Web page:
Friday, April 17, 2015

Back to the Future or Back for the Future? No Sure Things, Lots of Questions

Follow an old guy's blog and you most likely will be encountering reports of aches and pains. Hey, the joy is in the journey, and finding ways to overcome. Work hard at it, and most likely you can.

This old guy has detailed some of his medical adventures with heart and knee. Both are ticking and clicking reasonably well now. (Knock on wood.) But the problem area that has persisted through it all is the back -- specifically, something called spinal stenosis.

SS showed up almost simultaneously with Social Security, and in retrospect that wasn't really surprising, because it is an ailment often associated with the aging process, frequently making your acquaintance around age 60 (though some people do have it from birth). Briefly stated, spinal stenosis is a narrowing of the spinal canal, which is the aperture through which lumbar nerves pass. And as this canal becomes too narrow as a result of wear and tear, your lower back hurts like hell when you are standing or walking, and that pain can radiate down one or both legs. The pain usually eases when you sit or lie down, or when you lean forward as in pushing a grocery cart. Rest a while, get back upright and moving (or just standing in one place), and the pain returns.

This condition has not added to the enjoyment of my Superdawg walks over the past decade, but we have both toughed it out to this day and relished the walks nonetheless.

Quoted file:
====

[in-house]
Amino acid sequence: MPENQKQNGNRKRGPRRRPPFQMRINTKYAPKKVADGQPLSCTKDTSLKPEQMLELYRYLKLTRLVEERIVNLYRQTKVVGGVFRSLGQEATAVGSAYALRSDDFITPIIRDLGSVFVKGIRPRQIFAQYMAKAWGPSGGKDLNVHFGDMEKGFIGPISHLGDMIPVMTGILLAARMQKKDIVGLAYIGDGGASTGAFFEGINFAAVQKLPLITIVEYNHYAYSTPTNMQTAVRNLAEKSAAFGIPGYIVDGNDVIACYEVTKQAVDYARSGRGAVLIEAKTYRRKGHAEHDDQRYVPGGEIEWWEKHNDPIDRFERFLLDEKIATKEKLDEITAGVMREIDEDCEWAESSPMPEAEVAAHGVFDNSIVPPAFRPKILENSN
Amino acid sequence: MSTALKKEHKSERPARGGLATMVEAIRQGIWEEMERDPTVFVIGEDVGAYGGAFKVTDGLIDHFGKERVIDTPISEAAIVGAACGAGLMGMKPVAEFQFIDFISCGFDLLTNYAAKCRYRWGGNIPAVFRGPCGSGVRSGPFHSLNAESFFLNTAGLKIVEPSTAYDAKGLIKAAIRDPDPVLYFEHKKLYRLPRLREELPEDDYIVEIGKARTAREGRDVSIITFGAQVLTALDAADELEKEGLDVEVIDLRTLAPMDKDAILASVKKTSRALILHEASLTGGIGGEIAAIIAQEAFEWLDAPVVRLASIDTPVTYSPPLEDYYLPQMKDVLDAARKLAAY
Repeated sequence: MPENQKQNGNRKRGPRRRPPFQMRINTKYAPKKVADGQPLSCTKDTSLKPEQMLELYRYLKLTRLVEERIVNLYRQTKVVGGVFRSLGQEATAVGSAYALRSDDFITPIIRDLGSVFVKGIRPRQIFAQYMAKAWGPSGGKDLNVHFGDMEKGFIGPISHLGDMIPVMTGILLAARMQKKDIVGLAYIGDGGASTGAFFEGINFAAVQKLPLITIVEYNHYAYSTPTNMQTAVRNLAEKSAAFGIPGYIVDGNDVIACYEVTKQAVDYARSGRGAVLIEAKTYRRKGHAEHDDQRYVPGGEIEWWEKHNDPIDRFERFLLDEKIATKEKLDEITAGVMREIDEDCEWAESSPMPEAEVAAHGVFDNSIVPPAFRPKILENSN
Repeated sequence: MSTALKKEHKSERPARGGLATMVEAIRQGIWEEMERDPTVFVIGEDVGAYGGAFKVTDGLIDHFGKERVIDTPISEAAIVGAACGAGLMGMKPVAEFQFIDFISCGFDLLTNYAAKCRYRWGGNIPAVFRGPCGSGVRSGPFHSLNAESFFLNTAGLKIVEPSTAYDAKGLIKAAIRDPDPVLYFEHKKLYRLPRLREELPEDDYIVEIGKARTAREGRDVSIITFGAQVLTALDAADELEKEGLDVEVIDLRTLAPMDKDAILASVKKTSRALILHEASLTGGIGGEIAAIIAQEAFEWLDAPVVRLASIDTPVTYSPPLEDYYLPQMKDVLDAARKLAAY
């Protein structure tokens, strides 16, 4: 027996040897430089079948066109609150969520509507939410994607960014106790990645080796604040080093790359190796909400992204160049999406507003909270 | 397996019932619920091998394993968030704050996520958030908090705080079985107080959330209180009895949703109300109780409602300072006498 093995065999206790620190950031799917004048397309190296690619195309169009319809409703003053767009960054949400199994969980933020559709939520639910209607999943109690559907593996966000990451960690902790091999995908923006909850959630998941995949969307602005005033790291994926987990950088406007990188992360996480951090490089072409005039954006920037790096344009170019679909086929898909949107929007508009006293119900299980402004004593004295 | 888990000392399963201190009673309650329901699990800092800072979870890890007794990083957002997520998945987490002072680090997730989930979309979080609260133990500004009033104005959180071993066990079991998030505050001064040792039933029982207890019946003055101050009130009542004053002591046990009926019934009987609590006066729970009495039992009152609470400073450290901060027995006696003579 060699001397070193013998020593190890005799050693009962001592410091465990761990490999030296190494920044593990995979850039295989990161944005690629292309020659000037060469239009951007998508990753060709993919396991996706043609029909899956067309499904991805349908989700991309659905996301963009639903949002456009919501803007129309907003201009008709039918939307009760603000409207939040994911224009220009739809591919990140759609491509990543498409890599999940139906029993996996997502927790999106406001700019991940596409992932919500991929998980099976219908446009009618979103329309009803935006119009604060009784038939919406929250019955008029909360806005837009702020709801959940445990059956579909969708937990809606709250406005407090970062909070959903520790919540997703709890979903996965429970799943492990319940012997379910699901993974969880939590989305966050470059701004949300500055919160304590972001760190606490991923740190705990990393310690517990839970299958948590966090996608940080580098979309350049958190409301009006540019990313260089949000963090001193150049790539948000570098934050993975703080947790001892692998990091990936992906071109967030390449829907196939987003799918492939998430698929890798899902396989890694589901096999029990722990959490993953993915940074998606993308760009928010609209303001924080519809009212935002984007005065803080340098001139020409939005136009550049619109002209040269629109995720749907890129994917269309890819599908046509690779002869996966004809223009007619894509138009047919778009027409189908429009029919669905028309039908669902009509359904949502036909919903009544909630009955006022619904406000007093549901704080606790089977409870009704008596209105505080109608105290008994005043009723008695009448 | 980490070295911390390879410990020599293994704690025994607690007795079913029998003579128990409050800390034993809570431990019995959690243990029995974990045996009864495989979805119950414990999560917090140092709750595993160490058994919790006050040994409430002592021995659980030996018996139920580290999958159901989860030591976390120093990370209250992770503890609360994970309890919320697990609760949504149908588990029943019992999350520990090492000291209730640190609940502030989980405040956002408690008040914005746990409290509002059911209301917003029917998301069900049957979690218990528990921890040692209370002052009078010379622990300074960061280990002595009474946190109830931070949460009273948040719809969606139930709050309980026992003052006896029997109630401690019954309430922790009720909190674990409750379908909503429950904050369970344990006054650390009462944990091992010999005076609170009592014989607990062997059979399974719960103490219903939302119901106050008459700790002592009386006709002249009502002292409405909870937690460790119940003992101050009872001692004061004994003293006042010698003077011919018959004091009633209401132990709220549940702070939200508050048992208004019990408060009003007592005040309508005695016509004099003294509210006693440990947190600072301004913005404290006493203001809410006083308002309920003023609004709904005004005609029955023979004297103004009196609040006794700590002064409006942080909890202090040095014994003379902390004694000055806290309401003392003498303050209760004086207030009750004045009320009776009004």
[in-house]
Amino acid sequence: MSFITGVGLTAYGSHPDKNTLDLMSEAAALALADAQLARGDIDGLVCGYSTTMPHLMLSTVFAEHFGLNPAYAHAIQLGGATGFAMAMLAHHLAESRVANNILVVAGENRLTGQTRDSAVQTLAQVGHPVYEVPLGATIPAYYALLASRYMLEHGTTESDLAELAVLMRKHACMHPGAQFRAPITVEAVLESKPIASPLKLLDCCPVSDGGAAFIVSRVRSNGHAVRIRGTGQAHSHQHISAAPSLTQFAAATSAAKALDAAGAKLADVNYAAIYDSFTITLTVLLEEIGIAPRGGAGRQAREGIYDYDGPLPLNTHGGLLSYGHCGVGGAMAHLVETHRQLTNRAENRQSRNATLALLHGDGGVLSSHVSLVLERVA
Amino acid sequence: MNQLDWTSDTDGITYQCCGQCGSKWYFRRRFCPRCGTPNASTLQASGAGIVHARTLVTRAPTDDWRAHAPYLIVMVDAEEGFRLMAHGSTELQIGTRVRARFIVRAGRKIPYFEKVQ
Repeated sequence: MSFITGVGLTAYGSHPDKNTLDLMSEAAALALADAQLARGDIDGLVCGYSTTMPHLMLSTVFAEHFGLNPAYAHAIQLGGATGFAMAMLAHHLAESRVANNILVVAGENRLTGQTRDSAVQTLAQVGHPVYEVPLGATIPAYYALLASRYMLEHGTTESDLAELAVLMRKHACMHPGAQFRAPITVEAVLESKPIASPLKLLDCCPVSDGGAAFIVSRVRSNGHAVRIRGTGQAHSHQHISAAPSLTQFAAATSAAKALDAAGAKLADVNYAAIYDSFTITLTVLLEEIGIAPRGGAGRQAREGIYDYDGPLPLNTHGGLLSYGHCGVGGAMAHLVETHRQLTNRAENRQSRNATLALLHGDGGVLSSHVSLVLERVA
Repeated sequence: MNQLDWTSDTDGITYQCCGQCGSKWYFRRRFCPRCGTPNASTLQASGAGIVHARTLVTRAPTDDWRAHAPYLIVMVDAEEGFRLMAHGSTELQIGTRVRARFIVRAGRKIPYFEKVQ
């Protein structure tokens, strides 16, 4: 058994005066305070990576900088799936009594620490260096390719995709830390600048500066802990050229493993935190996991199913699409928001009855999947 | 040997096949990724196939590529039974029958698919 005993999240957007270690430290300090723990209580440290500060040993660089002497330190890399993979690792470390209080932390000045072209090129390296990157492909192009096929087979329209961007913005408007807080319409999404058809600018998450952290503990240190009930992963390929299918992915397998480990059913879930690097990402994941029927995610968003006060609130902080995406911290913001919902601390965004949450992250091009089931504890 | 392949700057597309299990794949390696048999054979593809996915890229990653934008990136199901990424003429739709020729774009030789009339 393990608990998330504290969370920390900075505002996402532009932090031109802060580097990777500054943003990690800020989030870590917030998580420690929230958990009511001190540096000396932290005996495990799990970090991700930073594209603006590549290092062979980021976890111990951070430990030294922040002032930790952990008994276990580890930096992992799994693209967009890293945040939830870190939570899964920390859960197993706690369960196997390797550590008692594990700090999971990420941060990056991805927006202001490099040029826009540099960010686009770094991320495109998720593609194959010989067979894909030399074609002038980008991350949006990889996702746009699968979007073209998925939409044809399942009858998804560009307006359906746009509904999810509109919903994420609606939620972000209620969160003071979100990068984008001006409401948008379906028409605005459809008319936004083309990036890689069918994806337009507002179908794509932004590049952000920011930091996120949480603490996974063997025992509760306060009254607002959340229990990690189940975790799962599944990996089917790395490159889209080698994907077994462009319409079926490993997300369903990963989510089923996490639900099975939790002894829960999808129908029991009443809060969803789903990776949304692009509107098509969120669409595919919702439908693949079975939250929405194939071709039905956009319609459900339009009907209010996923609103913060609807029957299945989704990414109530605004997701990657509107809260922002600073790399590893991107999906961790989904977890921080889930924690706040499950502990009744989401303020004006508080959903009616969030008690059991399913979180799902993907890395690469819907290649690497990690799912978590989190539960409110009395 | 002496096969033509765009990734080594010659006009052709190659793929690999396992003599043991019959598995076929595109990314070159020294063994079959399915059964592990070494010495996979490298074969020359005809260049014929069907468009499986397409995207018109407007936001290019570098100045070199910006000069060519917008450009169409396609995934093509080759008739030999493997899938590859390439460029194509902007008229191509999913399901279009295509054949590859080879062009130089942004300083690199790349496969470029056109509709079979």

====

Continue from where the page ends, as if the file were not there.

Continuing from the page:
SS hit me like a ton of bricks after I had made a late-career move from the newspaper to an Inside-the-Beltway think tank. I had enjoyed the long uphill walks from the Metro Station to my office, until I began to notice that I couldn't walk a block without having to sit down and rest until the pain subsided. It got so bad I thought about not only sitting but crying.  For a while I rationalized that maybe I had just gotten out of shape during the change of jobs and homes. However, my doctor referred me to a back specialist and thus began my introduction to spinal stenosis.

We did a nice "open" MRI (not all entombed) in suburban Maryland while watching the baseball movie "The Natural." The doc said I had a "moderate" level of spinal stenosis and he talked surgical options down the road. I went to a pain management specialist and received an epidural, which helped little and freaked me out greatly. (My sympathies to women who have this in child-bearing.) Finally, I got a prescription for physical therapy and found a PT angel named Michele who helped me greatly with aqua and gym therapy, stretching exercises, and pep talks about losing weight. I will always remember her tears of joy and big hug when I told her that her PT had enabled me to dance at my  daughter's wedding.  (I think she now owns her own PT establishment in the DC area, and if you want a recommendation, you can direct-message me.)

For a few years, spinal stenosis seemed more manageable; however, it conspired with my bad left knee to make walking more challenging in the Blue Ridge Mountains and then along the Carolina coast as semi-retirement proceeded. Always we continued walking, me and my Superdawg. The knee issue improved after my total replacement two years ago. But the spinal stenosis did not. New rounds of PT didn't help much though providing good workouts; and 30 chiropractic adjustments offered only fleeting relief.